Library Serendipity Part 2

Walking down the hall in any busy school today brings us shoulder to shoulder with busy children laughing, crying, some barely dragging themselves to class, others running to get there first–all the energy and passion that is youth is right there in front of you.

Each of those students has a history that comes with them and we all know students who, unbeknownst to them, have a talent or strength that is just waiting to find its expression; it may be that they doodle in their notebook, or they write little poems, or they run very fast, read voraciously, or love to dance. While you can see that underneath those passions lie the many possibilities: art school, university, athletic scholarships or the theater, you know that unless someone opens that door for them enough so that they can take a peek inside, that they may never know what is possible.

Sometimes when I meet a student whose family life is particularly difficult, I am reminded of a quote by author Ann Patchett in her book “Bel Canto” when a young terrorist, during a long and boring siege is taught how to sing by one of his hostages. He discovers a talent for it – something he never had the opportunity to know about. Observing him singing, another hostage observes: “It makes you wonder. All the brilliant things we might have done with our lives if only we suspected we knew how.”

This is the best part of being a Teacher Librarian. Kids who need to know that there is a world awaiting them and their passion can find some of those connections in the library. We buy books and magazines, and put them in front of the kids. We chat with them at lunch and listen to their hopes and dreams…make a few phone calls where possible. We can hand them a flyer for that nearby comic convention or invite them to the library presentation of the spoken word poet who is coming to speak to classes.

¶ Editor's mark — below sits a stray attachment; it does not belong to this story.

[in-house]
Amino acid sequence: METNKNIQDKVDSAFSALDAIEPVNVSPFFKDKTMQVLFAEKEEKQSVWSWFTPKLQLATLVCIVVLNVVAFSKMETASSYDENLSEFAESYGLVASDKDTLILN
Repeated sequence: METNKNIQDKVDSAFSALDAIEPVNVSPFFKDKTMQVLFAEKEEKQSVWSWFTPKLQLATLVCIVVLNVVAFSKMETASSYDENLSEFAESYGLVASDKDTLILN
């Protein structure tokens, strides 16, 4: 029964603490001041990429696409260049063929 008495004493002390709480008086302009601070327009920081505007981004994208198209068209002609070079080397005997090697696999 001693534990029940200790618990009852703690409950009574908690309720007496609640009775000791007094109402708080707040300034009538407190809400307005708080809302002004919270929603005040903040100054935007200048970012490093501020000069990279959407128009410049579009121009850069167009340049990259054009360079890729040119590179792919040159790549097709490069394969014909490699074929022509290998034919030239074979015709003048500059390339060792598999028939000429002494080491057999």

We know that not every student has a family life where parents go to museums, read with them at night or talk with them about their future. We all have students who have never been to the other side of town much less to the beach or other attraction that is close by. We all know students whose world is limited to what they can find within a short distance of their home. Many of these students don’t know that they have any kind of passion at all, until someone enters their lives and opens the door that invites them to new adventures.

Storyteller Joe McHugh

In the library, kids can find an advocate for their lives, if in no other way than that this is a space that gives them space. In classrooms they are given tasks. In libraries they are given resources and choices. Students need tasks and they need resources…but mostly they need that door opened so that they can go on through. When we offer events like improv at lunch, video production facilities, poetry slams, scavenger hunts, guest speakers, and author visits, we are bringing the larger world in for students to investigate. We strive to make that “ah ha!” moment available where a student can connect to someone, something larger than themselves.

By offering events that invite creativity, passion and investigation, we help them find a place to alight as they take classroom knowledge forward into their lives. We invite them to come in anytime so that they can expand their world beyond the classroom, beyond their home, beyond their neighborhood, and even beyond the seemingly boundless world on their computers.

We librarians show our students how to travel the world with books; but we can also show them how to travel the world for real, by opening doors that help them connect with the people, events, ideas, and opportunities that await them: if only they knew they existed.

Author: Connie Williams

NBCTeacher Librarian and author of “Understanding Government Information: a Teaching Strategy Toolkit for grades 7-12”. Member of the CA State Library Services Board, and History Room Librarian at the Petaluma Regional Library [Sonoma County Library]. She welcomes all conversation.. give a holler!

Categories: Blog Topics, Student Engagement/ Teaching Models

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